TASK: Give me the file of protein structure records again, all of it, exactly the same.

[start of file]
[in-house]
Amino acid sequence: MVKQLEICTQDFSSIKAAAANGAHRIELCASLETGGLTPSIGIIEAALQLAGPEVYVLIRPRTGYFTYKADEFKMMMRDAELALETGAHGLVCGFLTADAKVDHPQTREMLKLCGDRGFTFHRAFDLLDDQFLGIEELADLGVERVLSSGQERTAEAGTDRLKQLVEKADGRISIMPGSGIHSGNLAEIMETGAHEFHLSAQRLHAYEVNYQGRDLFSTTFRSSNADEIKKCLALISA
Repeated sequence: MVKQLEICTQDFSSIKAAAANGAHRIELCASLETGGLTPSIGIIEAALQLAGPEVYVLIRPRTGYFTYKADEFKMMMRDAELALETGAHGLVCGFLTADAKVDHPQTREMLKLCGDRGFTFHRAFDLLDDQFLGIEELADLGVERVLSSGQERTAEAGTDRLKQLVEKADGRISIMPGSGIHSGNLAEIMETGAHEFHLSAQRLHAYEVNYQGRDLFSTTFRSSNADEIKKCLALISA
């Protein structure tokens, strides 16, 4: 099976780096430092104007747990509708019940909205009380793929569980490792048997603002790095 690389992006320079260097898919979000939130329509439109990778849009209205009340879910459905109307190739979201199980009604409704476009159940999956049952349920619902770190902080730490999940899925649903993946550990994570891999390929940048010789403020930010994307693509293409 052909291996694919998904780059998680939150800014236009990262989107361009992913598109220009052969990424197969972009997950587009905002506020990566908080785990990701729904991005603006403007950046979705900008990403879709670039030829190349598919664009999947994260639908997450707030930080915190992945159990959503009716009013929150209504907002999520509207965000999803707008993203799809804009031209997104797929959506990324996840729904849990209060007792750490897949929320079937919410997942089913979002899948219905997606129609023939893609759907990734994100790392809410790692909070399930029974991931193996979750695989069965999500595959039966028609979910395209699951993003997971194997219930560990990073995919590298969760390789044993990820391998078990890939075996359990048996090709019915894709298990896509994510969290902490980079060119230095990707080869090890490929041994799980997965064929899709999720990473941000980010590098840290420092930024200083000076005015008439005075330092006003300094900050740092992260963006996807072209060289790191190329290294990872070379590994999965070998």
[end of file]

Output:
[in-house]
Amino acid sequence: MVKQLEICTQDFSSIKAAAANGAHRIELCASLETGGLTPSIGIIEAALQLAGPEVYVLIRPRTGYFTYKADEFKMMMRDAELALETGAHGLVCGFLTADAKVDHPQTREMLKLCGDRGFTFHRAFDLLDDQFLGIEELADLGVERVLSSGQERTAEAGTDRLKQLVEKADGRISIMPGSGIHSGNLAEIMETGAHEFHLSAQRLHAYEVNYQGRDLFSTTFRSSNADEIKKCLALISA
Repeated sequence: MVKQLEICTQDFSSIKAAAANGAHRIELCASLETGGLTPSIGIIEAALQLAGPEVYVLIRPRTGYFTYKADEFKMMMRDAELALETGAHGLVCGFLTADAKVDHPQTREMLKLCGDRGFTFHRAFDLLDDQFLGIEELADLGVERVLSSGQERTAEAGTDRLKQLVEKADGRISIMPGSGIHSGNLAEIMETGAHEFHLSAQRLHAYEVNYQGRDLFSTTFRSSNADEIKKCLALISA
């Protein structure tokens, strides 16, 4: 099976780096430092104007747990509708019940909205009380793929569980490792048997603002790095 690389992006320079260097898919979000939130329509439109990778849009209205009340879910459905109307190739979201199980009604409704476009159940999956049952349920619902770190902080730490999940899925649903993946550990994570891999390929940048010789403020930010994307693509293409 052909291996694919998904780059998680939150800014236009990262989107361009992913598109220009052969990424197969972009997950587009905002506020990566908080785990990701729904991005603006403007950046979705900008990403879709670039030829190349598919664009999947994260639908997450707030930080915190992945159990959503009716009013929150209504907002999520509207965000999803707008993203799809804009031209997104797929959506990324996840729904849990209060007792750490897949929320079937919410997942089913979002899948219905997606129609023939893609759907990734994100790392809410790692909070399930029974991931193996979750695989069965999500595959039966028609979910395209699951993003997971194997219930560990990073995919590298969760390789044993990820391998078990890939075996359990048996090709019915894709298990896509994510969290902490980079060119230095990707080869090890490929041994799980997965064929899709999720990473941000980010590098840290420092930024200083000076005015008439005075330092006003300094900050740092992260963006996807072209060289790191190329290294990872070379590994999965070998």